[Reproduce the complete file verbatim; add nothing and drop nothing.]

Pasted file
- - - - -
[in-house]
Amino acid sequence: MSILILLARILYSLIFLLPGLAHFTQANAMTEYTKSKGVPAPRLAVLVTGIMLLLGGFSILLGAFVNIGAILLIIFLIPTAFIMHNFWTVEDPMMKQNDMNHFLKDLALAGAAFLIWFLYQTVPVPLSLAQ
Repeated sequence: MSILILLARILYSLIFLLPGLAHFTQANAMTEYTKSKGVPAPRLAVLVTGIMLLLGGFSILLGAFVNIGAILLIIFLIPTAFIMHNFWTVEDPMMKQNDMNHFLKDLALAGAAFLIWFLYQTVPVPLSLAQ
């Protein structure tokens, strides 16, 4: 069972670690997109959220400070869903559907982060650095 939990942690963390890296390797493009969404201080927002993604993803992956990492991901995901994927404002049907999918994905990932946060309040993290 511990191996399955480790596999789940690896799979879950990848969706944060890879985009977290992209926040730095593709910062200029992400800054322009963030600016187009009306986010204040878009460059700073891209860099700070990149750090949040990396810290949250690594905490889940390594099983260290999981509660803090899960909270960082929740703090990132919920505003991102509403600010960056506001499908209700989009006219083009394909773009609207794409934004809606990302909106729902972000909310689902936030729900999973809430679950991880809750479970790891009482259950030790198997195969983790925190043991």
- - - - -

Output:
[in-house]
Amino acid sequence: MSILILLARILYSLIFLLPGLAHFTQANAMTEYTKSKGVPAPRLAVLVTGIMLLLGGFSILLGAFVNIGAILLIIFLIPTAFIMHNFWTVEDPMMKQNDMNHFLKDLALAGAAFLIWFLYQTVPVPLSLAQ
Repeated sequence: MSILILLARILYSLIFLLPGLAHFTQANAMTEYTKSKGVPAPRLAVLVTGIMLLLGGFSILLGAFVNIGAILLIIFLIPTAFIMHNFWTVEDPMMKQNDMNHFLKDLALAGAAFLIWFLYQTVPVPLSLAQ
């Protein structure tokens, strides 16, 4: 069972670690997109959220400070869903559907982060650095 939990942690963390890296390797493009969404201080927002993604993803992956990492991901995901994927404002049907999918994905990932946060309040993290 511990191996399955480790596999789940690896799979879950990848969706944060890879985009977290992209926040730095593709910062200029992400800054322009963030600016187009009306986010204040878009460059700073891209860099700070990149750090949040990396810290949250690594905490889940390594099983260290999981509660803090899960909270960082929740703090990132919920505003991102509403600010960056506001499908209700989009006219083009394909773009609207794409934004809606990302909106729902972000909310689902936030729900999973809430679950991880809750479970790891009482259950030790198997195969983790925190043991």